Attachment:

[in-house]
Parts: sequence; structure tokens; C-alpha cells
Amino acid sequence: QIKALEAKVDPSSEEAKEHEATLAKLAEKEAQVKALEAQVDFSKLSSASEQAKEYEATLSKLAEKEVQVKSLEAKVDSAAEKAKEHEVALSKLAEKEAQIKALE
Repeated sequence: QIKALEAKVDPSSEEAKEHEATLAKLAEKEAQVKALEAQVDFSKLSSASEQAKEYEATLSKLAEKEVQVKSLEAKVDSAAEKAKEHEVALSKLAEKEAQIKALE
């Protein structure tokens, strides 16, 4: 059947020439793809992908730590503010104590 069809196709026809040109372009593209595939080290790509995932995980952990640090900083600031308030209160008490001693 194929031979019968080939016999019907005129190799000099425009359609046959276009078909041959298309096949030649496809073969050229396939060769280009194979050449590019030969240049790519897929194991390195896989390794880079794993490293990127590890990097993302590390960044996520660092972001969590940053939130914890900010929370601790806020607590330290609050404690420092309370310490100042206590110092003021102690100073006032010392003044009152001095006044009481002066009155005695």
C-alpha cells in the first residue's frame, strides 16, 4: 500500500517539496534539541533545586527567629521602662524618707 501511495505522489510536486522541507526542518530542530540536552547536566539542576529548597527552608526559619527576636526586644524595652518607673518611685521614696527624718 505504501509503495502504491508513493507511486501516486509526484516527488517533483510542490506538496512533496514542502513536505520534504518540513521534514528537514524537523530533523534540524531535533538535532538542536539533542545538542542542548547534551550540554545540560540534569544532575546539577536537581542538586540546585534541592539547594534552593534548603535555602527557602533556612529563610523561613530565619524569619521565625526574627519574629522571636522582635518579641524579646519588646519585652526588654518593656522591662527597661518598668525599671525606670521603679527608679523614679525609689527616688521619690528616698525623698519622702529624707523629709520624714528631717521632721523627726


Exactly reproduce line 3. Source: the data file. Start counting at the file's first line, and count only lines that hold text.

Amino acid sequence: QIKALEAKVDPSSEEAKEHEATLAKLAEKEAQVKALEAQVDFSKLSSASEQAKEYEATLSKLAEKEVQVKSLEAKVDSAAEKAKEHEVALSKLAEKEAQIKALE